Archives for posts with tag: Break

Traveling with autistic children is daunting enough since they still need routine and structure. Vacationing brings quite the opposite, so we’ve come up with a few words of wisdom to remember the next time you take a road trip or a plane ride with your autistic child.

Family vacation - Special Needs Essentials

1. Prepare, prepare, prepare
Prepare with your child weeks in advance. Particularly if traveling by air, you’ll want to repeatedly go over the process, from leaving the house to checking in, going through security, waiting, boarding, fastening seat belts, and so forth. Managing your autistic child’s expectations is the most important part of going away, no matter what method in which you choose to travel.

2. Should you fly
Flying? Call your airline in advance, and notify them you’ll be traveling with an autistic child — they should allow you to board early. Some airports even have special autism access programs that allow autistic children to go to the airport days or weeks in advance for things like mock boardings, which will help your child to become more comfortable and familiar with the entire Mother playing with her son - Special Needs Essentialsairport process. Don’t forget to plan the meal in advance with the airline as well as seating arrangements. Pack your eating aids if necessary. Try to book bulkhead seats so there’s more room to move and less possibility of feeling claustrophobic.

3. Should you drive
Driving? Drive at night to lessen outside distractions and help give your child more peace of mind. Along with educational and entertaining DVDs, don’t forget to bring along a pair of headphones for every child — and a pair for mom or dad wouldn’t hurt either so no one is forced to agree on anything. We also recommend arming yourself with plenty of activity kits and toys you can simply throw in the backseat.

4. Undecided destination?
Autistic child outside - Special Needs EssentialsIf you haven’t chosen how you’ll vacation, consider a simple camping trip. Most trips require a lot of outside distractions with theme parks, getting around cities, and so forth. And while those trips are ones your family can’t avoid forever, break it up a bit by going camping sometimes too, which allows you to concentrate more on one another. Free from the go-go-go feeling of most vacations, a camping trip keeps the focus on the family and makes it possible to watch your autistic child more closely. Bring headphones in case there’s noise from neighboring campers, and research what campsites have close-by bathrooms and activities for children.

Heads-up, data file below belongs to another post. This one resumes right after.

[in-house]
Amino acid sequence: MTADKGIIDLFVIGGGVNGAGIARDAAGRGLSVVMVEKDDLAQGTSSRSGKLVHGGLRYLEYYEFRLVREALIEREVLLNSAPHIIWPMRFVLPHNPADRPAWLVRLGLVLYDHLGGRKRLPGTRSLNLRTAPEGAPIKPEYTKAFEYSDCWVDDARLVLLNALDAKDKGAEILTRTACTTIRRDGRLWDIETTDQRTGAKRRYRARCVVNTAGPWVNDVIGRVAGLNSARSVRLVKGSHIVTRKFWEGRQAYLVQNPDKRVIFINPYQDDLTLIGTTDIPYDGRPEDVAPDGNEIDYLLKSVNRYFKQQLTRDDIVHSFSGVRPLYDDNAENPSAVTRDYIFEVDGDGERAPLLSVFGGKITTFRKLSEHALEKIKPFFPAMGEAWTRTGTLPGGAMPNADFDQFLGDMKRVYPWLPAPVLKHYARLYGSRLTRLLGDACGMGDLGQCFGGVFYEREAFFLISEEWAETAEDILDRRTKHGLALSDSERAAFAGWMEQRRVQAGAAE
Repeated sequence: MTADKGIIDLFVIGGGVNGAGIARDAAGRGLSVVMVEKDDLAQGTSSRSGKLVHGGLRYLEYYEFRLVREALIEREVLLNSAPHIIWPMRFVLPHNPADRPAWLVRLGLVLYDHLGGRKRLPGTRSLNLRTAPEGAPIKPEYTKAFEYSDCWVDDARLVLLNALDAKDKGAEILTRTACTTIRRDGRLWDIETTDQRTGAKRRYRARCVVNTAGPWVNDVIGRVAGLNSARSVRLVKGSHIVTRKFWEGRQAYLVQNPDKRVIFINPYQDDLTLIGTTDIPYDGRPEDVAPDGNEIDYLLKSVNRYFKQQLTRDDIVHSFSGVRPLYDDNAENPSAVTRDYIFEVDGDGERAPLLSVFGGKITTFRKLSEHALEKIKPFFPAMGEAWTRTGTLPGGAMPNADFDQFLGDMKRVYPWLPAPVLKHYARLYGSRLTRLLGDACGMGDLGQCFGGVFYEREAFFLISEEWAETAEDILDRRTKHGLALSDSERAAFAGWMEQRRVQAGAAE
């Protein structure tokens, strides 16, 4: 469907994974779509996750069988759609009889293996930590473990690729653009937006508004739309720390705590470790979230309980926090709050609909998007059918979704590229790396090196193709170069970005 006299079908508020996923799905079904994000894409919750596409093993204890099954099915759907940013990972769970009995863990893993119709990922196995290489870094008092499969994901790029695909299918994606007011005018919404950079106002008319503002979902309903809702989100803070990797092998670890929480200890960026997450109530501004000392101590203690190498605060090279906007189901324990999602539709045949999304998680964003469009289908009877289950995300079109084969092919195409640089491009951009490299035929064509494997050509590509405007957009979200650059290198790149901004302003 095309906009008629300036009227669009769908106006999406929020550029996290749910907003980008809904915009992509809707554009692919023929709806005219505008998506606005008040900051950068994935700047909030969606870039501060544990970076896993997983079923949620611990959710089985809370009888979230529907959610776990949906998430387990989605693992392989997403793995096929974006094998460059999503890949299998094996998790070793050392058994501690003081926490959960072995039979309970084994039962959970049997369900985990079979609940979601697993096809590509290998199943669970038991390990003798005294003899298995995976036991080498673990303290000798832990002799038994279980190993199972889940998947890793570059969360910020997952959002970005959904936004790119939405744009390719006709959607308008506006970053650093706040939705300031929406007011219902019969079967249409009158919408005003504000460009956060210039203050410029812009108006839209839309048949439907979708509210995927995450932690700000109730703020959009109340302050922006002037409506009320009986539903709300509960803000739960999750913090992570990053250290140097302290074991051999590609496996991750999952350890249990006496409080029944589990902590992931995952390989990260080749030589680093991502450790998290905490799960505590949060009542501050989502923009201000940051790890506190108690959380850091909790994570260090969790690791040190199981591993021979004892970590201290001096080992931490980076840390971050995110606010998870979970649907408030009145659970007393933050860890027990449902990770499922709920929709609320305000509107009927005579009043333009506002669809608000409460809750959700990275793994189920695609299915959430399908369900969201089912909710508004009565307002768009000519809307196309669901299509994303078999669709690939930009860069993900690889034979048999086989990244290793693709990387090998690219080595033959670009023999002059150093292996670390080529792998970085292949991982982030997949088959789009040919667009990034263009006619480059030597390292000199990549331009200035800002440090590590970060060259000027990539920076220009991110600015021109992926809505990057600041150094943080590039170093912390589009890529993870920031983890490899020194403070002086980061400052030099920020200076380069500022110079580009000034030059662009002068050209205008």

5. Things to pack
No matter what you decide to do, you might want to pack these items when traveling with your autistic child.
Disposable wipes
DVDs
Sensory toys
Headphones
Activity kits

Good luck! And don’t hesitate to share your experience in comments…

Cathy and Dominic 2Hi everyone! Today Cathy from Bountifulplate shares with us her very valuable review on bubble toys! Cathy is a homemaker/wife and a mother to a 10-year old son with Autism and ADHD, an 18-year old daughter who is a college freshman and a stepson who is 30. Originally from Maryland, she has lived in the Midwest for 13 years.

772821_2We took Dominic to a family camp several years ago. It was a wonderful place, but with him not being potty trained at the time and having limited speech, there were really no activities for him to participate in. He and I spent a lot of time in and around our cabin. The weather was spectacular the entire week we were at camp and we spent many, many hours outdoors. I was so glad that I had tucked a huge bottle of bubbles into our car at the last minute along with our suitcases, because we spent 95% of the week blowing bubbles!

big bubbleOne of the many benefits of bubbles is improving oral motor control. When Dominic blew a bubble by himself for the first time, I was ready to have a party! An automatic bubble blower is great too, because it produces tons of bubbles with the flick of a switch, thus promoting fine motor skills. Dominic is fascinated with bubbles and wanted to go outside to blow some a 775051_1few days ago. Given that the temperature today is a “balmy” six degrees, I think we may need to wait until it gets just a little bit warmer here in Michigan!

Cathy B.

%d bloggers like this: